MR. GRAHAM STRINGER:

As the Prime Minister said, the bid was always more than just creating Olympic facilities and bidding for the Olympic Games; it was to spearhead urban regeneration in Manchester. The £75 million that the Government have put into the scheme is leading to £200 million-worth of investment but in some ways those figures don't tell the complete story.

I talked to the contractor who is building the indoor arena at Victoria Station last week and they have signed up to our employment and construction charter which is a charter designed to make sure that benefits from the construction of those facilities go to local people and already on the Victoria Station site people from Moss-side and the rest of the inner city area in Manchester are being employed and that is just a small part of what we believe will be a highly successful urban regeneration based on a successful Olympic bid which will bring more than 10,000 full-time equivalent jobs to Manchester.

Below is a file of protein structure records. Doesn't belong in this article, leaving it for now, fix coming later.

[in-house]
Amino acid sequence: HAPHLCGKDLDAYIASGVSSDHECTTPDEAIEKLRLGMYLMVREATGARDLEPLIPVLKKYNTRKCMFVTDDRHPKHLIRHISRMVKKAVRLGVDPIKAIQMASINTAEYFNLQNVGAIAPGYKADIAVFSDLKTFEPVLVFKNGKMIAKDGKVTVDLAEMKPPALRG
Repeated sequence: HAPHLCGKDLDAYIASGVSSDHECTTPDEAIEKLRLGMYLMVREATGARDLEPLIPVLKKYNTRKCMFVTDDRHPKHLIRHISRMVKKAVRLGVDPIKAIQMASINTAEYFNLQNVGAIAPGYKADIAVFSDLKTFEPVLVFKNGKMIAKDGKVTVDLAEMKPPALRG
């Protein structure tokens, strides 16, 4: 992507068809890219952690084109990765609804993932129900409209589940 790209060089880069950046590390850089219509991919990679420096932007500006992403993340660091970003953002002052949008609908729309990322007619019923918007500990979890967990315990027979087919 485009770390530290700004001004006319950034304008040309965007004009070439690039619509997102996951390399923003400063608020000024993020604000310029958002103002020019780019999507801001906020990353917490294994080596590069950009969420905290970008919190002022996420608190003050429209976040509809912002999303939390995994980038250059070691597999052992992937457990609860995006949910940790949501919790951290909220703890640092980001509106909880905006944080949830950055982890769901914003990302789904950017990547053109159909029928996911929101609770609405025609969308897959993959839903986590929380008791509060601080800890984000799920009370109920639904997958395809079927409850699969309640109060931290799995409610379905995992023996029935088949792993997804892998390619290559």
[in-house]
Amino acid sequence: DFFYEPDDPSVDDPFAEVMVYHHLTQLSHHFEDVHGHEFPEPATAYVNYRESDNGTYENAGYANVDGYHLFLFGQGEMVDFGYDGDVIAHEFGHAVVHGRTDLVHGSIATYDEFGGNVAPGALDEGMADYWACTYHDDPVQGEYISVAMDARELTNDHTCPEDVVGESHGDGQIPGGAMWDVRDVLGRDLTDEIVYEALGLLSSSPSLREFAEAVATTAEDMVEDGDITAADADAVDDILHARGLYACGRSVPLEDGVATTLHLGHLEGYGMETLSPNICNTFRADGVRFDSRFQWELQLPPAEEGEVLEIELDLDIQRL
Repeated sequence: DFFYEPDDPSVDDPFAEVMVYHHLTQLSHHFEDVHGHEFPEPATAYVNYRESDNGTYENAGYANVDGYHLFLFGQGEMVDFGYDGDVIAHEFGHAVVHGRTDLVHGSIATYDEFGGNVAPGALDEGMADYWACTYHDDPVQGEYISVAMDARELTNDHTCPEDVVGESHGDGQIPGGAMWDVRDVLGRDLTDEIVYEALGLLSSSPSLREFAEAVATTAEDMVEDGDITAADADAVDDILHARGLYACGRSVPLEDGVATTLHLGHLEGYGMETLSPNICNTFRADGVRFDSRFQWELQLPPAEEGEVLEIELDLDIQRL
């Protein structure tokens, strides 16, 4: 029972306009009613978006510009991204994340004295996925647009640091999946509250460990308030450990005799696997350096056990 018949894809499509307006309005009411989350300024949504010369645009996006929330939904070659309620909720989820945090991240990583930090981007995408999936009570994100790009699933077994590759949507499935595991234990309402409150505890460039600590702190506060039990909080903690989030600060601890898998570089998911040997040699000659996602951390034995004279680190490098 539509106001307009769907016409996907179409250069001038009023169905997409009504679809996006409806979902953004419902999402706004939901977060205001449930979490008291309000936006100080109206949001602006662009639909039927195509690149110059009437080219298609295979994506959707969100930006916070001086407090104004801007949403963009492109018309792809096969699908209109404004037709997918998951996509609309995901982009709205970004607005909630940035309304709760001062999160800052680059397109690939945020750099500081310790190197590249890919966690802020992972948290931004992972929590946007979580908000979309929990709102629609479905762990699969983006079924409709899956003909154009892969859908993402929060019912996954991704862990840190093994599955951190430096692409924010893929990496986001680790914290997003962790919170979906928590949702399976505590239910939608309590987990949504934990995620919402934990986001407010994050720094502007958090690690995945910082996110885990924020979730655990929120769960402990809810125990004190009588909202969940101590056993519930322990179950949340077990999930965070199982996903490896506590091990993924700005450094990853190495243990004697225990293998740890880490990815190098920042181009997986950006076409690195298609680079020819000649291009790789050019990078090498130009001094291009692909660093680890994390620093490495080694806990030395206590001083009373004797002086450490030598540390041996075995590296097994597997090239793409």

CRAIG READIE:

Prime Minister, the British Olympic Association is delighted to be with you here today in No. 10. Our governing bodies look forward to helping this bid; we look forward to helping this bid; our sportsmen look forward to using the facilities that will be built; and we look forward to the challenge of presenting a British Olympic team in Manchester in 2000 that will allow our competitors to be a credit to themselves and a credit to the country. To use your phrase, we believe that sport enhances all our lives and we would be very happy to enhance that development.

PRIME MINISTER: